Some are global. Some are uniquely local. Some are universally acknowledged. Some are disputed. Some have been around as long as our species. Some are very new.
Give yourself a couple of minutes and you can likely list dozens of problems. They’re swirling around in our minds these days: Systemic racism. Systemic greed. Environmental destruction. Authoritarianism. Land monopolization. Extreme economic inequity. Too many people who can’t afford shelter. Unhealthy food everywhere. A broken criminal justice system. Hypocrisy. Hegemony. The patriarchy. The pandemic.
And that’s just what’s already here. Add the threats that lurk on the edges of our minds: A hurricane. A tsunami. The virus mutating into something much more deadly. A new virus. Famine. Nuclear war.
In the midst of it all, we are, each one of us, still so very human. The forces that elevate us remain within us, freely available. They have not been and cannot be commodified. Ingenuity. Compassion. Creativity. Collaboration. The ability to imagine. The ability to love. These are the birthrights of our species. They belong to each and every one of us.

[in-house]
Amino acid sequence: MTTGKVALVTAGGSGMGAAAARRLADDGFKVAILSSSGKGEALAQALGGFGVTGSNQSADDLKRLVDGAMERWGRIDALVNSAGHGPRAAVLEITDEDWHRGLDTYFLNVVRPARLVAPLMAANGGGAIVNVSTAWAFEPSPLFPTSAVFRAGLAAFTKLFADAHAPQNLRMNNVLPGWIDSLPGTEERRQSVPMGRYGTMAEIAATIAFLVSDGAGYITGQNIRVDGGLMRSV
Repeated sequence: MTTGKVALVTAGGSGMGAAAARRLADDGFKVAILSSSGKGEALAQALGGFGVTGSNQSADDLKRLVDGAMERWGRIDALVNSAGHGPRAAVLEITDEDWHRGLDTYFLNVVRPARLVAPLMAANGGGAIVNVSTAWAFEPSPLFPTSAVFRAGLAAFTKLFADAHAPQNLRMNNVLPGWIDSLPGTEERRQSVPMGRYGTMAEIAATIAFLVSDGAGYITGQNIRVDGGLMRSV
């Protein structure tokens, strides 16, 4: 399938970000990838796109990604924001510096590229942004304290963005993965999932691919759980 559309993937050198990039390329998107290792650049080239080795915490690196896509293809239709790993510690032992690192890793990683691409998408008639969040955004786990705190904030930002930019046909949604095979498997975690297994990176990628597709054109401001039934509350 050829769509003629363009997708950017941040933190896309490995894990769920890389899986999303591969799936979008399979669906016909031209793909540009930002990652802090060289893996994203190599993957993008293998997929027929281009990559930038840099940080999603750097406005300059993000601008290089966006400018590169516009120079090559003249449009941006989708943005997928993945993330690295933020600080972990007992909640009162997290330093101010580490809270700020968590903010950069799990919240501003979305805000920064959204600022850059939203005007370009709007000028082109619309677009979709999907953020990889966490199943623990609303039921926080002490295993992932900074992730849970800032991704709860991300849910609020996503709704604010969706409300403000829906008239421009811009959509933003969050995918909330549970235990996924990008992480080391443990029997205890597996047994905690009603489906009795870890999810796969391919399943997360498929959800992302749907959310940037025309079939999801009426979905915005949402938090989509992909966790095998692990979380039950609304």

In our Sunday Essays section and in Civil Beat IDEAS Live, a new Facebook Live show we’re beginning Wednesday, we aim to offer you ideas that will stimulate and energize you and direct you forward with a greater sense of possibility, community and hope. We intend to offer the voices of people who are bringing experience, reasoning and reflection to our problems and who are offering specific, tangible solutions.
Things in our world are changing all the time. Sometimes the scale of that change is geologic. Sometimes it’s instantaneous. Sometimes a change that seems good turns out to be bad. Sometimes it’s the other way around.
Sometimes our ability to influence change for the better seems clear and immediate. Other times change seems impossible and everything seems hopeless.
But it’s not. Each one of us always has it within ourselves to pay attention deeply, keep an open mind and be willing to act and grow. We have models to inspire us all around, people who made the world a better place by taking on a regime, inventing a new medicine, espousing a new philosophy, loving their neighbors as themselves, planting trees — people who took action in service of good.
Civil Beat’s IDEAS section is less than a year old. Since it began, it has offered ideas about, among other things, health care, tourism, education, agriculture, the economy. In the weeks ahead, there will be ideas about energy, housing, government, the justice system. The section is still a work in progress but some things about it are certain, most of all this:
It exists to offer solid antidotes to those problems swirling around in your mind.
We hope you’ll join us Wednesday at 2 p.m. for our inaugural episode of Civil Beat IDEAS Live, which will feature a conversation with longtime Kona farmers Nancy Redfeather and Ken Love, both of whom recently wrote essays for the IDEAS section. The discussion will be livestreamed on our Facebook page and it will be open to your questions. Please join us.
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